I had a nice bottle of Žatec "Bright Lager Beer" tonight with our Labor Day dinner. I've been meaning to get to this sample (thanks to importer Merchant du Vin for that) for a while, but I really like the Czech lagers with rare beef, and we don't eat much of that at home any more, post-Weight Watchers. Today I grabbed some NY strips at Genuardi's (along with some cheese-garlic sausage and pork tenderloin for a mixed grill -- lots of leftovers), and the Žatec was on notice.
Worth the wait. Žatec is a light, bright beer, the kind the Czechs do so well. "Žatec" is the Czech hop-growing town that is more familiar to American beer geeks by its German name, Saaz. This beer comes from a brewery that was first established there in 1798 (there was a hiatus during the German occupation in World War II; the kettles were buried in a field outside of town). Despite a restoration in 2001 that brought a modern wort chiller, the Žatecký Pivovar, according to Merchant du Vin, still uses "a double-decoction mash, open primary fermentation, and 45 days of lagering before packaging." Old school, in other words. Oddly enough, they don't use 100% Saaz hops, using a blend of locally-grown hops: Saaz, Sladek, and Premiant.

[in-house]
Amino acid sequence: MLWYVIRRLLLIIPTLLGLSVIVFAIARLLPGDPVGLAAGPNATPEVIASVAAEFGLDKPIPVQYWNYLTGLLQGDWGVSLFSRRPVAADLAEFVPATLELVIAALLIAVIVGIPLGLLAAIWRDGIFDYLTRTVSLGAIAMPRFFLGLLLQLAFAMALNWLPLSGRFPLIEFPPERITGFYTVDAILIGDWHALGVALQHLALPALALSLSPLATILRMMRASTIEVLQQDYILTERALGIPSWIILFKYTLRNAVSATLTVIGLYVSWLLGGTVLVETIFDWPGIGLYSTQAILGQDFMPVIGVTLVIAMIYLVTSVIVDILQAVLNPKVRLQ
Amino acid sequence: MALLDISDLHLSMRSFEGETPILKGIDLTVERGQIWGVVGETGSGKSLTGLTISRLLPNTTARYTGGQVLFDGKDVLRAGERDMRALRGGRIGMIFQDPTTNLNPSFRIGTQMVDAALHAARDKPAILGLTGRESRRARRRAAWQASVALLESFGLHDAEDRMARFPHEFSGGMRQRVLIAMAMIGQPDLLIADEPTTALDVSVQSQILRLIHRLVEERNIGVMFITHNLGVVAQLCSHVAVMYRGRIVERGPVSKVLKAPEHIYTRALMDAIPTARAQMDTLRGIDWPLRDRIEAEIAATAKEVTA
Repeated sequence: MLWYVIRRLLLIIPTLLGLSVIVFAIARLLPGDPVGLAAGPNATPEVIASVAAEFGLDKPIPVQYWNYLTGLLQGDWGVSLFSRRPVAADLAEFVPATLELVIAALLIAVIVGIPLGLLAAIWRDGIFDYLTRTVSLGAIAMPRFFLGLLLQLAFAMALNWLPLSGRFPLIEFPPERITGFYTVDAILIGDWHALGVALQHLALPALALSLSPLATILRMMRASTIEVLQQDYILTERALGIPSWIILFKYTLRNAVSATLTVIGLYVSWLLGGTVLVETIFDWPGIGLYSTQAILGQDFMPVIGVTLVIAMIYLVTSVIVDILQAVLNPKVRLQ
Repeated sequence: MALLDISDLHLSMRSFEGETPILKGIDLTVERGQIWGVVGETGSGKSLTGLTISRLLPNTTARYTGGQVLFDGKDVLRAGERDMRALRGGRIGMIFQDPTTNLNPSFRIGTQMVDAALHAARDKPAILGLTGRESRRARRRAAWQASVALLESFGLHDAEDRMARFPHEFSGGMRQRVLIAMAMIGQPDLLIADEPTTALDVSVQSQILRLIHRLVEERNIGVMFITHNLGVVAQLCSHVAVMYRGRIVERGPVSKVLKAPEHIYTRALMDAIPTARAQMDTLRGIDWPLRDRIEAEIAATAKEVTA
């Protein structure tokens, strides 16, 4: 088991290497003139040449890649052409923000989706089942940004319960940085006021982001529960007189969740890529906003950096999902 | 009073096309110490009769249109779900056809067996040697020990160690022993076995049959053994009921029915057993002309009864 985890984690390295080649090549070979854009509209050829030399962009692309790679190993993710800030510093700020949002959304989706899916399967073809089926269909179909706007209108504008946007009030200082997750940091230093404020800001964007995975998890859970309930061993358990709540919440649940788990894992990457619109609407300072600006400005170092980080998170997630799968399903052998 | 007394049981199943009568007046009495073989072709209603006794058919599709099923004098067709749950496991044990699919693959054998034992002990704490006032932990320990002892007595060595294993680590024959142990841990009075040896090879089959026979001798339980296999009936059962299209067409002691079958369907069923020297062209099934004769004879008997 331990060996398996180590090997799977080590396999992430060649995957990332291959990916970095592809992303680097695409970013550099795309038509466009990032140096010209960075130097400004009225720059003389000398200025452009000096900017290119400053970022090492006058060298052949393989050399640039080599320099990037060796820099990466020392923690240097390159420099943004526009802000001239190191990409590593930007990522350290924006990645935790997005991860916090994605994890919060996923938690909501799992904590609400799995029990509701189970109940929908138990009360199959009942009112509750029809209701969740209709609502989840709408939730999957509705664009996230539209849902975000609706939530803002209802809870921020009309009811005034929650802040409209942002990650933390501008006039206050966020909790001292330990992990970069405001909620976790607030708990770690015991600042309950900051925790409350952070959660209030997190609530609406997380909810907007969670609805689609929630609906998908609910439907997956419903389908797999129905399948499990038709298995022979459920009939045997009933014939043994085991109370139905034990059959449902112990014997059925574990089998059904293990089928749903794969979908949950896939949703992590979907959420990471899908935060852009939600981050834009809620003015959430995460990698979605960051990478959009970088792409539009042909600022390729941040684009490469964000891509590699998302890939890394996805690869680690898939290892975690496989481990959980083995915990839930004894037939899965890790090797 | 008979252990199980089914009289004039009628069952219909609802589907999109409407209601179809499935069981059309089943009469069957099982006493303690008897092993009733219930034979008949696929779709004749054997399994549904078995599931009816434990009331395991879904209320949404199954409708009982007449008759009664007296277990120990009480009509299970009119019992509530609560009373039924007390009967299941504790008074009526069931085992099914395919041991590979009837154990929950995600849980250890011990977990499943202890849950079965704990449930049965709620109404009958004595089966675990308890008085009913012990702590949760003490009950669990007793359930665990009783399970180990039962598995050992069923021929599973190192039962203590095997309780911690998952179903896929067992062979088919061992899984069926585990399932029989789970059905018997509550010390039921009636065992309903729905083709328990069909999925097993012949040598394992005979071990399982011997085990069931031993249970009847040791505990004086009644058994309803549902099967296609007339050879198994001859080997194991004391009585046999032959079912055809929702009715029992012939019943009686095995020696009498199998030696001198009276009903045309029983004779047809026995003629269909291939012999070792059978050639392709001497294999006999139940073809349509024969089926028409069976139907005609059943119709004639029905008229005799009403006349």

Whatever they use, it's a light, refreshing beer that reminded me of Budvar: malty but not heavy, hoppy but not astringent, fragrant but not overwhelming, and dashedly easy to drink. Great for warm weather, and excellent with the steak and grilled fingerling spuds. Nicely done.